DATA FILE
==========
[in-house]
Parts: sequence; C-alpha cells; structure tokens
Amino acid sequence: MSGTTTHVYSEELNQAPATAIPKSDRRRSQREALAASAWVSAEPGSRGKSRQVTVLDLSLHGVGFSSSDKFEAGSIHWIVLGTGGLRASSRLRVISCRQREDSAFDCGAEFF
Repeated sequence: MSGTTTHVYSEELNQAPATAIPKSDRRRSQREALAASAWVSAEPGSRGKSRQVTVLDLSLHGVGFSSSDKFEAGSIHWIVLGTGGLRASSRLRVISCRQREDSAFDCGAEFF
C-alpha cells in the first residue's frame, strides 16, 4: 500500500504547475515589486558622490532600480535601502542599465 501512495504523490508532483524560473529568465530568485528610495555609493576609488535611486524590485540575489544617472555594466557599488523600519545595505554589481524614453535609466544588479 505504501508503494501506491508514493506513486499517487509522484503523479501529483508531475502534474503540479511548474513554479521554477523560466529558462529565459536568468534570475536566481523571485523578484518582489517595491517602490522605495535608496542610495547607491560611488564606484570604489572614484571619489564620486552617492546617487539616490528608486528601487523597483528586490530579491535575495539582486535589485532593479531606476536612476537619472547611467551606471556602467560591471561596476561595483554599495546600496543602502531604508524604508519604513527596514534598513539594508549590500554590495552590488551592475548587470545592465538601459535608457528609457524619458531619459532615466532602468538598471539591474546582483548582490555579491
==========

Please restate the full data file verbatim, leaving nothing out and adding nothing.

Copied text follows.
[in-house]
Parts: sequence; C-alpha cells; structure tokens
Amino acid sequence: MSGTTTHVYSEELNQAPATAIPKSDRRRSQREALAASAWVSAEPGSRGKSRQVTVLDLSLHGVGFSSSDKFEAGSIHWIVLGTGGLRASSRLRVISCRQREDSAFDCGAEFF
Repeated sequence: MSGTTTHVYSEELNQAPATAIPKSDRRRSQREALAASAWVSAEPGSRGKSRQVTVLDLSLHGVGFSSSDKFEAGSIHWIVLGTGGLRASSRLRVISCRQREDSAFDCGAEFF
C-alpha cells in the first residue's frame, strides 16, 4: 500500500504547475515589486558622490532600480535601502542599465 501512495504523490508532483524560473529568465530568485528610495555609493576609488535611486524590485540575489544617472555594466557599488523600519545595505554589481524614453535609466544588479 505504501508503494501506491508514493506513486499517487509522484503523479501529483508531475502534474503540479511548474513554479521554477523560466529558462529565459536568468534570475536566481523571485523578484518582489517595491517602490522605495535608496542610495547607491560611488564606484570604489572614484571619489564620486552617492546617487539616490528608486528601487523597483528586490530579491535575495539582486535589485532593479531606476536612476537619472547611467551606471556602467560591471561596476561595483554599495546600496543602502531604508524604508519604513527596514534598513539594508549590500554590495552590488551592475548587470545592465538601459535608457528609457524619458531619459532615466532602468538598471539591474546582483548582490555579491